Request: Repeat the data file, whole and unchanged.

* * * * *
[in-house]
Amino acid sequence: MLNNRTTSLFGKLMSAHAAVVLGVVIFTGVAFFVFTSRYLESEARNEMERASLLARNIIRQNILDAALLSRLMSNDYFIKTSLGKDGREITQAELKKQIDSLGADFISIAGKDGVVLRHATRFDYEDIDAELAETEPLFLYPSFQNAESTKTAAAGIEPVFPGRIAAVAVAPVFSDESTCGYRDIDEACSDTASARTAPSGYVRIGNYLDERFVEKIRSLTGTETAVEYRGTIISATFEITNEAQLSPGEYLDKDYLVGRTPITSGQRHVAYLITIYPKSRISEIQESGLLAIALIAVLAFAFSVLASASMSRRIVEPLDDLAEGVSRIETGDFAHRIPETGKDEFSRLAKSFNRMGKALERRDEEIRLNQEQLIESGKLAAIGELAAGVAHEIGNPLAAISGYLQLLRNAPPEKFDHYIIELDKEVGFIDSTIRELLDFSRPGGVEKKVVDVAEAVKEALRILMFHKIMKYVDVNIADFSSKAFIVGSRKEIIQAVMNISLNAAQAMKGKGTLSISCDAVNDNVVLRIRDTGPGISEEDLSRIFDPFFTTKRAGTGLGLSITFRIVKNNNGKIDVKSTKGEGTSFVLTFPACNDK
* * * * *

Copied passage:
[in-house]
Amino acid sequence: MLNNRTTSLFGKLMSAHAAVVLGVVIFTGVAFFVFTSRYLESEARNEMERASLLARNIIRQNILDAALLSRLMSNDYFIKTSLGKDGREITQAELKKQIDSLGADFISIAGKDGVVLRHATRFDYEDIDAELAETEPLFLYPSFQNAESTKTAAAGIEPVFPGRIAAVAVAPVFSDESTCGYRDIDEACSDTASARTAPSGYVRIGNYLDERFVEKIRSLTGTETAVEYRGTIISATFEITNEAQLSPGEYLDKDYLVGRTPITSGQRHVAYLITIYPKSRISEIQESGLLAIALIAVLAFAFSVLASASMSRRIVEPLDDLAEGVSRIETGDFAHRIPETGKDEFSRLAKSFNRMGKALERRDEEIRLNQEQLIESGKLAAIGELAAGVAHEIGNPLAAISGYLQLLRNAPPEKFDHYIIELDKEVGFIDSTIRELLDFSRPGGVEKKVVDVAEAVKEALRILMFHKIMKYVDVNIADFSSKAFIVGSRKEIIQAVMNISLNAAQAMKGKGTLSISCDAVNDNVVLRIRDTGPGISEEDLSRIFDPFFTTKRAGTGLGLSITFRIVKNNNGKIDVKSTKGEGTSFVLTFPACNDK